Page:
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facilities are often given by the cities and towns giving securities for certain amounts on their Municipal Bonds. The cities in which it is to have its termini also agree to subscribe for portions of its share capital, and so do the inhabitants of the towns and villages through which it is to pass. This is a very important feature of the American railway system, inasmuch as it gives the inhabitants of each district which a railway traverses, a direct local and individual interest in the promotion and well-working of the line. Every one, in fact, is interested in contributing traffic to his own railway.

Not only the whole cost of maintaining the roads, but a very considerable proportion of the cost of their construction, has, in the case of the majority of the lines in America, been thrown upon revenue. I am afraid that the consequence of this has been injurious to public confidence in the American railways as commercial securities. Where lines are imperfectly constructed in the first instance—where they have to bear all the effects of climate and of wear and tear, whilst in indifferent condition, it is quite obvious that the cost of reparations, even in the very early stages of their working, must be a serious burden. And where all this is thrown, at once, on revenue, adequate dividends cannot be expected. . . .

Most of the American lines were originally made in short lengths, as lines of communication between different towns in the same State; and without regard to any general system of communication for the nation. It follows, that even in the cases of lines which are now united and brought under a single management, much diversity of construction, and a great want of unity of system is observable. One of the great deficiencies of the American railroad system is, in fact, the absence of a general policy of management. Scarcely any attempts are made to render the working of lines convenient to travellers, by working the trains of one company in conjunction with another; and this gives rise to complaints on the part of the public, which may, some day or other, be made to afford a ground of excuse for governmental interference. Nothing can be more desirable for the success of American railroad enterprises than well-considered general arrangements for the working and interchange of traffic.

Remarkable as has been the rapidity with which the American railroads have been constructed, and great as is the total mileage already made, the railroad accommodation of the United States is not to be regarded as by any means meeting the requirements of the country.

The rapid growth of the system has only been co-equal with the rapid growth of the population: the extent of mileage is attributable to the vast extent of territory settled, and the great distances between the seats of population.

In many parts of the States, indeed, the existing railways are quite insufficient. In the South, the system is very imperfectly developed. Whilst slaves existed, there was a determined hostility in the Southern States to the expansion of any general railway system, arising from the apprehension that it would be used for the escape of slaves. . . .

From West to East, also, the present railways are quite insufficient for the growing traffic. The lines of communication from the West by canal, &c., which existed previously to railways, have not been affected by their construction. The produce of the Western States has, in fact, increased faster than the means of transport, and additional facilities for the conveyance of goods are urgently required. It is of the utmost importance to the development of the West that no time should be lost in making this additional provision.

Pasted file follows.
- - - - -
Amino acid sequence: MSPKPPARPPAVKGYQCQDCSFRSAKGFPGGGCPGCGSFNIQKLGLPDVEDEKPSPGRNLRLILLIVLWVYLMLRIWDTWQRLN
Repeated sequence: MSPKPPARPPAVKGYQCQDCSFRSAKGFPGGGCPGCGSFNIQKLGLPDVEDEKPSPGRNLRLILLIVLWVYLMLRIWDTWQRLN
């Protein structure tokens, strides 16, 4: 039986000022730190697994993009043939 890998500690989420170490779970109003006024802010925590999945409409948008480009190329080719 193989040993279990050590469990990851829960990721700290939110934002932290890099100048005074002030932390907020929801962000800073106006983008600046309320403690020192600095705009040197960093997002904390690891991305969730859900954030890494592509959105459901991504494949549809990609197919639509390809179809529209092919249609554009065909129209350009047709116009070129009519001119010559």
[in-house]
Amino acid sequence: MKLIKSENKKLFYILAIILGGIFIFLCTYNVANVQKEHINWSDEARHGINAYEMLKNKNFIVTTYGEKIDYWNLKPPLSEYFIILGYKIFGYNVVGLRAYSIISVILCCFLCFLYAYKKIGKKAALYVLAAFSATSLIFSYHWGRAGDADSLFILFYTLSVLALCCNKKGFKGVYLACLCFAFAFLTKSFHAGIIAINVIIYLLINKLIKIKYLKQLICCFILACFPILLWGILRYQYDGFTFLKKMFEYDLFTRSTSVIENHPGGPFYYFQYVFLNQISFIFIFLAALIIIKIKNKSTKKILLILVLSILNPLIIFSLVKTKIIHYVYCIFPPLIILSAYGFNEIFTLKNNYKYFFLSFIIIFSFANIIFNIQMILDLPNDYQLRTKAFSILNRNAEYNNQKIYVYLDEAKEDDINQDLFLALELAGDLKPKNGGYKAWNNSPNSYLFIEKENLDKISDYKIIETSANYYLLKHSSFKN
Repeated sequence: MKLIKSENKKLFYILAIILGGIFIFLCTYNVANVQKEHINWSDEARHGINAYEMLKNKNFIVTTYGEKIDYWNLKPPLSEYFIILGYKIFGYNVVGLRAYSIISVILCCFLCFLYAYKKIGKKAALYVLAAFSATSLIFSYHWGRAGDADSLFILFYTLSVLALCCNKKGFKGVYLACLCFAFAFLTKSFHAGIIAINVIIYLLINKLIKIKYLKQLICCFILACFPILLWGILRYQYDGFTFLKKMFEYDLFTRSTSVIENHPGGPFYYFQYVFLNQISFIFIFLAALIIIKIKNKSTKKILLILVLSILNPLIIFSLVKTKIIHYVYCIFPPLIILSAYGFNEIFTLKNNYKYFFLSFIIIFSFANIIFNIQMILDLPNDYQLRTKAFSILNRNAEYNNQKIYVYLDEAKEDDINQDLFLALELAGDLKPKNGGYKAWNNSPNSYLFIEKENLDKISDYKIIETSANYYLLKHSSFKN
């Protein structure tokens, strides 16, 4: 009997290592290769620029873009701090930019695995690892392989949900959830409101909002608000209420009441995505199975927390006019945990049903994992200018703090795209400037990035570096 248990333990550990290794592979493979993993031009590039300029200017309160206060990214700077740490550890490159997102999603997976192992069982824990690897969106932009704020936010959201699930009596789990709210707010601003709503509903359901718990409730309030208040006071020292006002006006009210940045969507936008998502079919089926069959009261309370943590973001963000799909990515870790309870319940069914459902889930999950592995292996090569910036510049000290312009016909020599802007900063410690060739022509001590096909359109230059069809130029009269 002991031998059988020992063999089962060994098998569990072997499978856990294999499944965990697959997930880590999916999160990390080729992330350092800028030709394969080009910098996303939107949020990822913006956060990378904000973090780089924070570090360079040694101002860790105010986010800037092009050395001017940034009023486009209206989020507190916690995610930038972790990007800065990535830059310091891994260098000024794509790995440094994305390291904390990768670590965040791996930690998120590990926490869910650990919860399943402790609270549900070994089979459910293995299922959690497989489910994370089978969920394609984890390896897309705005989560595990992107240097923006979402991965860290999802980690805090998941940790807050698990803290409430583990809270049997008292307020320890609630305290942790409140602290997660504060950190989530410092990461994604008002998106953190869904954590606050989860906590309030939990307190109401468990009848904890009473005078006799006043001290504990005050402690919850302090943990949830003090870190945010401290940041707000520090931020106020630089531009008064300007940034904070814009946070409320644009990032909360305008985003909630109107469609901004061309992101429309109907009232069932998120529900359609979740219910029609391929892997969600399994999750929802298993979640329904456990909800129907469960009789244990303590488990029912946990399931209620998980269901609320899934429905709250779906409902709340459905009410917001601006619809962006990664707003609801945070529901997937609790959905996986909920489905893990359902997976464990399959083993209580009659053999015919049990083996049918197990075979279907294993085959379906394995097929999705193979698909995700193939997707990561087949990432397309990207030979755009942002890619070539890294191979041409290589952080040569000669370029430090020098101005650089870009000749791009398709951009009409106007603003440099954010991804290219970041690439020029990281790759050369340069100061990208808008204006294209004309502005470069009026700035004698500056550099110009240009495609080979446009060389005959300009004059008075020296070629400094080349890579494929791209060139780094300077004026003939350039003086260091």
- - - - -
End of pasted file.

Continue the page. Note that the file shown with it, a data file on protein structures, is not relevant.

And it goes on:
Sir S. Morton Peto, Resources and Prospects of America (New York, 1866), 255-265 passim.

163. Completion of the Pacific Railroad (1869)


Poor established Poor's Manual of Railroads, and was for many years an authority on railroad interests. — Bibliography: Library of Leland Stanford Junior University, Catalogue of the Hopkins Railway Library, 73–86.


HE present year witnesses the completion of the most important enterprise of the kind ever executed in any country a line of railroad from the Missouri River across the Continent, and with connecting lines, from the Atlantic to Pacific Ocean, a distance of 3,250 miles. This great undertaking was commenced in the latter part of 1863, but no considerable amount of work was made till 1865, in which year only about 100 miles were constructed; in 1866, about 300 miles were opened; in 1867, about the same number; in 1868, about 800 miles; and in the present year, about 300: the whole distance from the Missouri to Sacramento being 1,800 miles. . . . Toward the construction of these roads the Government has, or will, issue its 6 per cent. currency bonds, to the amount of about $63,616,000, viz.: upon 300

miles at the rate of $48,000 per mile; upon 976 miles at the rate of $32,000 per mile; and upon 1,124 miles at the rate of $16,000 per mile. The annual interest upon the above sum will equal $3,816,960. These bonds are a second mortgage upon the respective lines, the several Companies being authorized to issue their own bonds to an amount equal to the Government subsidy, and to make them a first mortgage upon their roads.

The influence of these works . . . upon the commerce and welfare of the country, must be immense. A vast commerce, yet in its infancy, already exists between the two shores of the Continent. With the advantage and stimulus of the railroad this commerce must soon assume colossal proportions. Fronting the Pacific slope are hundreds of millions of people in Eastern Asia, who are rapidly taking part in the commerce of the world, and who will have the most intimate relations with our own Continent, which produces the gold and silver which at present forms one of the chief staples of commerce with them. It is hardly possible to estimate the magnitude of the commerce which will eventually exist between the Pacific coast and China and Japan. It is a commerce in which the world is to engage, and in which the Pacific Railroad is to be one of the most important instruments.